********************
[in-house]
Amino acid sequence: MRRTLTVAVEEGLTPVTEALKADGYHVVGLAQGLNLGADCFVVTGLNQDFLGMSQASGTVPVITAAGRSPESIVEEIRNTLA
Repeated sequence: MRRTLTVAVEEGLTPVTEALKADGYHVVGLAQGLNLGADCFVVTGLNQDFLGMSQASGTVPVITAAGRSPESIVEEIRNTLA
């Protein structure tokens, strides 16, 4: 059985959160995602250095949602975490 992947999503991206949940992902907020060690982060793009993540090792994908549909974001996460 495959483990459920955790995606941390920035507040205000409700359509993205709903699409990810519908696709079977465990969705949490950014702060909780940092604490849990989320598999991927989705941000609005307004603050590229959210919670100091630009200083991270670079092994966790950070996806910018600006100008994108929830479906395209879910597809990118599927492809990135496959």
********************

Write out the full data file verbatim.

[in-house]
Amino acid sequence: MRRTLTVAVEEGLTPVTEALKADGYHVVGLAQGLNLGADCFVVTGLNQDFLGMSQASGTVPVITAAGRSPESIVEEIRNTLA
Repeated sequence: MRRTLTVAVEEGLTPVTEALKADGYHVVGLAQGLNLGADCFVVTGLNQDFLGMSQASGTVPVITAAGRSPESIVEEIRNTLA
């Protein structure tokens, strides 16, 4: 059985959160995602250095949602975490 992947999503991206949940992902907020060690982060793009993540090792994908549909974001996460 495959483990459920955790995606941390920035507040205000409700359509993205709903699409990810519908696709079977465990969705949490950014702060909780940092604490849990989320598999991927989705941000609005307004603050590229959210919670100091630009200083991270670079092994966790950070996806910018600006100008994108929830479906395209879910597809990118599927492809990135496959």